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Virgin America Shows TED Videos, Your Airline Should Too

| Saturday November 27th, 2010 | 0 Comments

It’s a cliche to bemoan the general decline of airline service and amenities so I’m doing something radically different this weekend – praising a great (if small) concept that all airlines could easily copy. Virgin America, the fashionable and hip new airline out of San Francisco is showing a selection of TED videos on their in-flight entertainment system.

For those not in the know, the annual TED conference (also localized into dozens of independent mini conferences) is a gathering of the brightest minds in science, entertainment and design. At the conference, folks gather to hear remarkable speakers discuss a host of issues: “ideas worth spreading.” The general themes typically embrace such weighty topics as achieving world peace, environmental sustainability, the impact of technology on society, politics, and more… without exception, the presentations are captivating, inspiring, and humbling.

Although it costs upwards of 10-grand to attend the conference, organizers have made all TED presentations free on their website to anyone curious enough to check them out. That means an airline with a high regard for the intelligence of their passengers would be able to present them – and Virgin America has done just that.While most airlines relegate passengers to second-rate sitcom re-runs and movies guaranteed to be inoffensive at best, Virgin had the foresight to think outside the box, digging up a rotating selection of TED videos to offer. To me it demonstrates not just better entertainment, but a commitment to higher standards in general. If Virgin thinks TED talks are important, I’d say it shows a higher consciousness of leadership coming from the airline. At least I’d like to feel that way…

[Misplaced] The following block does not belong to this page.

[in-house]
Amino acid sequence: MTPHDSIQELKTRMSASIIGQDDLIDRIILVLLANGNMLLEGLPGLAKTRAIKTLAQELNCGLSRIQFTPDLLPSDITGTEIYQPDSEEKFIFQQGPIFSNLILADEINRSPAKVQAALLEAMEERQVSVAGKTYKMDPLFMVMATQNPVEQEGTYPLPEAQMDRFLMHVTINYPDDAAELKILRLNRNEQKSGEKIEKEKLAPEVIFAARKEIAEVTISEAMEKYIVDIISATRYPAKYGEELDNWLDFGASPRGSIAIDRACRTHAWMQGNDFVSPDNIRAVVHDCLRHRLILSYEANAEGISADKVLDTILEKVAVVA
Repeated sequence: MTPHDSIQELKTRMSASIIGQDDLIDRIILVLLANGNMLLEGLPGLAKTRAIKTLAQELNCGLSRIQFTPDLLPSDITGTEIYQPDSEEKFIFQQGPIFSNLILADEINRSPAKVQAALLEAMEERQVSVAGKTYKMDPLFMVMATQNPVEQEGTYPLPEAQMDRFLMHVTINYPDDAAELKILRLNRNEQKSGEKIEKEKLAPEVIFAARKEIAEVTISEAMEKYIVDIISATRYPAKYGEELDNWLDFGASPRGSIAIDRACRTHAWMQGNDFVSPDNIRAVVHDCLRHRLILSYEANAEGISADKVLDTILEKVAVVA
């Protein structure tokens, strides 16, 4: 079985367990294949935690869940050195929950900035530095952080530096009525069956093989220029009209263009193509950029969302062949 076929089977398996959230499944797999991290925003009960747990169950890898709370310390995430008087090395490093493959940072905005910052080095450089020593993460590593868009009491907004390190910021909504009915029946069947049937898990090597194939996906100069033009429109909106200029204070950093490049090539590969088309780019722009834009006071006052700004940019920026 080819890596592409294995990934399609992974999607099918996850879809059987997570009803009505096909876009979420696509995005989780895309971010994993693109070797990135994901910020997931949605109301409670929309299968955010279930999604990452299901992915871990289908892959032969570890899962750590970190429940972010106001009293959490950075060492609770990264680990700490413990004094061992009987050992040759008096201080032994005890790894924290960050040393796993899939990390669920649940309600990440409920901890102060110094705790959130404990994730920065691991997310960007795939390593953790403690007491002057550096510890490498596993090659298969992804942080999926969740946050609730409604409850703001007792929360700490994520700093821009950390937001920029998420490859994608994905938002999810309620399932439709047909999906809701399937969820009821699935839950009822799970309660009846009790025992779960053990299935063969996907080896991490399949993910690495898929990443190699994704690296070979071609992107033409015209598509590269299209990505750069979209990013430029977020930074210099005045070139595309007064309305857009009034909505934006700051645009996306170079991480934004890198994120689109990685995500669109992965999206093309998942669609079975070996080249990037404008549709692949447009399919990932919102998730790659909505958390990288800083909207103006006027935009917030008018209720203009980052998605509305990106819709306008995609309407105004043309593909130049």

Anyway, lest I put too much importance on the matter, since TED videos are free, why can’t all airlines throw a few up on their system? Doing so might even set of a trend, getting passengers to talk and debate while in flight and on the ground. And anything that spreads the popularity of TED talk has to be good – it might even give folks a little more perspective – to a place where cramped seating and bad food seems less of a problem.

All TED talks are ~19 minutes long. Here’s a particularly fascinating one by Richard Preston on the complexity of the Redwood Forest. Enjoy…


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